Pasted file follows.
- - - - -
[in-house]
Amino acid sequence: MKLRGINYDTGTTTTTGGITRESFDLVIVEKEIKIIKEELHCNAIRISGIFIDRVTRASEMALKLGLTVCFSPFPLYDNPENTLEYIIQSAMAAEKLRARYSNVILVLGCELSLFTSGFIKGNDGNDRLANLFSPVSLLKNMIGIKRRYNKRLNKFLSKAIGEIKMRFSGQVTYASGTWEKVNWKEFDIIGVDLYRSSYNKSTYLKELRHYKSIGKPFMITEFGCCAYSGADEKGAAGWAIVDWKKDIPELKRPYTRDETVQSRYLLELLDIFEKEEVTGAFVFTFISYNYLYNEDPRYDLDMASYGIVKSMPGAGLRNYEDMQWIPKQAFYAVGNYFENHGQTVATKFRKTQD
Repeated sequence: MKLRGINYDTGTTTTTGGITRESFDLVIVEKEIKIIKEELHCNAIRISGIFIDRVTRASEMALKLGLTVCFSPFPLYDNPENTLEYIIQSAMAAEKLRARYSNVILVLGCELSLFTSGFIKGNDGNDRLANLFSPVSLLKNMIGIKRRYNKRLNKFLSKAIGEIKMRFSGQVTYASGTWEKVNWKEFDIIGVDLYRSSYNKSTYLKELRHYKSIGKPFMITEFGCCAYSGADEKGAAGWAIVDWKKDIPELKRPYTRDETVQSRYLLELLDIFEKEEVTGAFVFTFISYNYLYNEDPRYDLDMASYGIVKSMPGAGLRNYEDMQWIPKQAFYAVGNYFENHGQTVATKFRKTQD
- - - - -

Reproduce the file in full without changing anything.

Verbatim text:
[in-house]
Amino acid sequence: MKLRGINYDTGTTTTTGGITRESFDLVIVEKEIKIIKEELHCNAIRISGIFIDRVTRASEMALKLGLTVCFSPFPLYDNPENTLEYIIQSAMAAEKLRARYSNVILVLGCELSLFTSGFIKGNDGNDRLANLFSPVSLLKNMIGIKRRYNKRLNKFLSKAIGEIKMRFSGQVTYASGTWEKVNWKEFDIIGVDLYRSSYNKSTYLKELRHYKSIGKPFMITEFGCCAYSGADEKGAAGWAIVDWKKDIPELKRPYTRDETVQSRYLLELLDIFEKEEVTGAFVFTFISYNYLYNEDPRYDLDMASYGIVKSMPGAGLRNYEDMQWIPKQAFYAVGNYFENHGQTVATKFRKTQD
Repeated sequence: MKLRGINYDTGTTTTTGGITRESFDLVIVEKEIKIIKEELHCNAIRISGIFIDRVTRASEMALKLGLTVCFSPFPLYDNPENTLEYIIQSAMAAEKLRARYSNVILVLGCELSLFTSGFIKGNDGNDRLANLFSPVSLLKNMIGIKRRYNKRLNKFLSKAIGEIKMRFSGQVTYASGTWEKVNWKEFDIIGVDLYRSSYNKSTYLKELRHYKSIGKPFMITEFGCCAYSGADEKGAAGWAIVDWKKDIPELKRPYTRDETVQSRYLLELLDIFEKEEVTGAFVFTFISYNYLYNEDPRYDLDMASYGIVKSMPGAGLRNYEDMQWIPKQAFYAVGNYFENHGQTVATKFRKTQD